Bryan attended Lovejoy Academy in Raleigh, North Carolina and entered the University of North Carolina in 1880, majoring in law and theology alternately. After graduating in 1885 he returned to his family and taught at the Gastonia Female Institute. He left home again in 1886 to pursue further theology study at Princeton University.
Bryan came to Birmingham while he was still studying at Princeton to serve as part-time pastor of Third Presbyterian Church, then meeting in a tent at the corner of 23rd Street and Avenue G on the city's Southside. After graduating in 1889, he was invited back to lead the congregation, then meeting in a wooden structure on the same site. He was ordained and installed as the full-time minister on August 4. He was introduced to Leonora Clayton Howze of Marion in 1890 and they married the following January and eventually had seven children.
As a minister, Bryan conducted large evangelistic and prayer gatherings with various groups across the city and region. He was an outspoken supporter of prohibition, civil rights and racial reconciliation in Birmingham. He is best remembered, however, for his tireless efforts to help the poor and homeless. It is said he would often arrive home at night without his overcoat because he had given it away to a stranger during the day. Though he was an ordained Reverend and honorary Doctor, he earned the title "brother" by addressing anyone he met as brother or sister.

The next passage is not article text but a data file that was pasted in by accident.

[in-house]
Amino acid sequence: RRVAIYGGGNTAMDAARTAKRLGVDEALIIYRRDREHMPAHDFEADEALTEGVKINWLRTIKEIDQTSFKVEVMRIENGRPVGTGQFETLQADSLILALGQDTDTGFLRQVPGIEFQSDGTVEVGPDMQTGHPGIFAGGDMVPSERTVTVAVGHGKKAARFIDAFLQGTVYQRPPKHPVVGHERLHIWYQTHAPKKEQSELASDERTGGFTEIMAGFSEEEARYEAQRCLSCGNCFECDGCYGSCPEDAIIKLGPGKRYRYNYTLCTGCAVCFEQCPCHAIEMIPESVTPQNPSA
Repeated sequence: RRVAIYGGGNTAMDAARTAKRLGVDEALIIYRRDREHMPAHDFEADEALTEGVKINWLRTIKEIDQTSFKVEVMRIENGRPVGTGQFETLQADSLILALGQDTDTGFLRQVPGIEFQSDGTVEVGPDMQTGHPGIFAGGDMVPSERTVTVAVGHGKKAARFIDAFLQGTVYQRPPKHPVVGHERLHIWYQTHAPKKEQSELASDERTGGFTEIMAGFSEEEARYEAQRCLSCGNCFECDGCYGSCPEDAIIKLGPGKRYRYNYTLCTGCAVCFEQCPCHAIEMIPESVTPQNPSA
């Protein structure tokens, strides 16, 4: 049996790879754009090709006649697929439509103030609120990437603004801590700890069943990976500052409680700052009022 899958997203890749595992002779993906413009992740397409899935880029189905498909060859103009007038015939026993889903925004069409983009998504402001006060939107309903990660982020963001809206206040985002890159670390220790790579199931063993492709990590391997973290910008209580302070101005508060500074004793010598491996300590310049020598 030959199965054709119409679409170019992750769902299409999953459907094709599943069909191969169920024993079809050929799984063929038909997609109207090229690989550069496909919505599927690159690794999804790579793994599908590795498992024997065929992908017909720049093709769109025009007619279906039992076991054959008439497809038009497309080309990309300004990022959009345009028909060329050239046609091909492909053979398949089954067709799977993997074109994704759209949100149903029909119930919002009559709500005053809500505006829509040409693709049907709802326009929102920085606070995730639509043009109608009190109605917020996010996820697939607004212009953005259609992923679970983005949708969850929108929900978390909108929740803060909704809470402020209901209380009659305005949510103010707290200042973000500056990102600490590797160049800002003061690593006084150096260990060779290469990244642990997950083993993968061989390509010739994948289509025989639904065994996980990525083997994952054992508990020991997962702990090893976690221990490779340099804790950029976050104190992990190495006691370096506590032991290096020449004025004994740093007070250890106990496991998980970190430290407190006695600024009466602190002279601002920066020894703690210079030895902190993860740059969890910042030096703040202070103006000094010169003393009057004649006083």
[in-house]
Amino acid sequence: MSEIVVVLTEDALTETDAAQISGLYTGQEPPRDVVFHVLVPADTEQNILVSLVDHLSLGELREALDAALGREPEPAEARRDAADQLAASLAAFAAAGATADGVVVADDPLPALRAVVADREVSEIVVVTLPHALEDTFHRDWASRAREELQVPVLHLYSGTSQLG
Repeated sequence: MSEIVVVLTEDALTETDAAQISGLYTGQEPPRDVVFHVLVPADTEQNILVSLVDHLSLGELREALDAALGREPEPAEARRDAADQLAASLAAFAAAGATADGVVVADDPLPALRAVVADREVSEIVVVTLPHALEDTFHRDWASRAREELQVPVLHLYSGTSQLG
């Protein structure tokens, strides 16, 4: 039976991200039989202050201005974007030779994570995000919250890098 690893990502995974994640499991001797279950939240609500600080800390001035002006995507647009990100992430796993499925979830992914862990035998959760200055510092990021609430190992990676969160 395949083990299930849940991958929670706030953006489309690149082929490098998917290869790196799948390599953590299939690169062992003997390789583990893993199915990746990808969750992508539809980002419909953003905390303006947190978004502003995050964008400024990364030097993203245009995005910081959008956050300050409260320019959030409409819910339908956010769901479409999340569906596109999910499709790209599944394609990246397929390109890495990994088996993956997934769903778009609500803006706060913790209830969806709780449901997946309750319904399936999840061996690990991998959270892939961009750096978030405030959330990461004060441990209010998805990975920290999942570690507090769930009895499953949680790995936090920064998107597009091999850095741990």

The "Brother Bryan Mission" was founded in 1940 to continue his work with the less fortunate. The City of Birmingham renamed Magnolia Park as "Brother Bryan Park" in 1989, honoring the centennial of Bryan's arrival in Birmingham. Bryan Memorial Presbyterian Church in suburban Birmingham is also named in his honor.
- Blakely, Hunter B. (1953) Religion in Shoes; Brother Bryan of Birmingham. Richmond, VA: John Knox.
- Bryan, Rev. James A. (n.d.) Sermons. Birmingham, AL: A. H. Cather.
- "Will Brother Bryan move again?" (March 4, 2004) Birmingham News.
- A Short History of Third Presbyterian Church 1884-2004; pamphlet arranged for Third's 120th Anniversary service